An Engineering Mentor Explains His Career Path

It wasn’t long ago that Ryan Haughey, a loads and dynamics engineer in Melbourne, Florida, was an aerospace engineering student at Florida Institute of Technology (FIT). Now, he’s an engineering mentor for students at his alma mater.

Ryan’s career began as an intern, stemming from his student design team experience in 2014. Northrop Grumman sponsors senior design projects at FIT, which gives students an opportunity to present their work to the company’s engineers and receive feedback from industry professionals.

After receiving his bachelor’s degree, Ryan planned to go on to graduate school. His desire to continue with Northrop Grumman as a full-time employee grew stronger when he learned about becoming an engineering mentor through the EdAssist program, which he’s using to pursue his master’s degree at FIT.

Following is an excerpt from an interview with Ryan that was originally published in FIT’s digital newspaper, eCurrent.

What does a typical day look like?

One of my favorite parts of my job is that there is no typical day. Some days I’ll work with aerodynamics engineers, or the mass properties team, or the structural strength team. My job is interdisciplinary because we have to take into account every aspect of the vehicle. Every day I get to work with a team of smart engineers to develop a solution to a complex problem.

How did you land an internship, and then a job, at Northrop Grumman?

In 2014, I was part of the student design team that took home the Northrop Grumman top award in engineering. I still had one more year of undergraduate school. After the showcase, I approached my adviser and said, “I think we should continue with this project; I think it has a lot of potential.” From there, I presented to a group from Northrop Grumman with a proposal for continued undergraduate research.

During my internship, I enjoyed working for Northrop Grumman so much that I brought up to my manager that I’d like to consider staying on as a full-time employee. After receiving an offer, I was given the opportunity to stay in Melbourne, which would allow me to work full time and continue with my education at FIT toward a master’s degree in aerospace engineering.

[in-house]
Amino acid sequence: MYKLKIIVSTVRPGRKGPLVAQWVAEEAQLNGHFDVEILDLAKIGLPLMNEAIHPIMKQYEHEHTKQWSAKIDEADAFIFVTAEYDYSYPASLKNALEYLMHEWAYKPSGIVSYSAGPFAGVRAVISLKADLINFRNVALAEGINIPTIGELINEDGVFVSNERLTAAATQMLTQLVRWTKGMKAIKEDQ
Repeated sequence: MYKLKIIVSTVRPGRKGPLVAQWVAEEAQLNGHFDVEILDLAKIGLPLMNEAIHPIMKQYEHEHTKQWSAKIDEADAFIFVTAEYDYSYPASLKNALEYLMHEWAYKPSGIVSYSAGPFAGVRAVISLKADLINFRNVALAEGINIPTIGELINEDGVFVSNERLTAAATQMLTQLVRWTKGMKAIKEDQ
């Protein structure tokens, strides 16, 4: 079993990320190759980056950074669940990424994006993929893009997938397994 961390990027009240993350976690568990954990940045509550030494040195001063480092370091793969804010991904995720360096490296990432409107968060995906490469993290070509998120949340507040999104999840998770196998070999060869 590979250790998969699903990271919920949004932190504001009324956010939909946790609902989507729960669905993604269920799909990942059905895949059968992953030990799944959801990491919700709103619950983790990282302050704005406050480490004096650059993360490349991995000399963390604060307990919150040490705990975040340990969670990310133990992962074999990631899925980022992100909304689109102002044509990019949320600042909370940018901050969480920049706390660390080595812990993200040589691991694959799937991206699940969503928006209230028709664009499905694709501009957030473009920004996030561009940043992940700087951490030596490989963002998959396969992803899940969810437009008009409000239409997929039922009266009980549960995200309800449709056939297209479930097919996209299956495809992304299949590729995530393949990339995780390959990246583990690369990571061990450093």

What is your favorite memory of when you were an undergrad?

I think it has to be the time we were working on our senior design project. We had to figure out how to work as a team, governing ourselves to accomplish a goal. It was a way for us to showcase what we had learned in our time as undergrads, and we all became good friends doing it. Little did I know that during those late nights of testing and designing, I was building my résumé.

How is your grad school experience now that you are working full time?

I will definitely say there is a new appreciation for school after being an engineer in the “real world.” Seeing the practical application of the fundamentals learned in school has given me a new perspective in grad school. I try to draw parallels between what I’m doing at the office and what I’m learning at night.

What did you do your student design project on?

It applied a simple aerodynamic concept where the aspect ratio of an unmanned aerial vehicle’s wings can be manipulated at different flight speeds to lower the drag, increasing the flight time and range it can fly. Our design incorporated composite materials and 3D-printed manufacturing to build a telescoping wing design.

I am now a professional mentor for an undergraduate research team that’s taking the original design and incorporating optimization techniques to build a better design. I’m really impressed with what the team is doing, and I am very proud that the company I work for is supporting this great opportunity for undergraduates to learn and get this type of experience.

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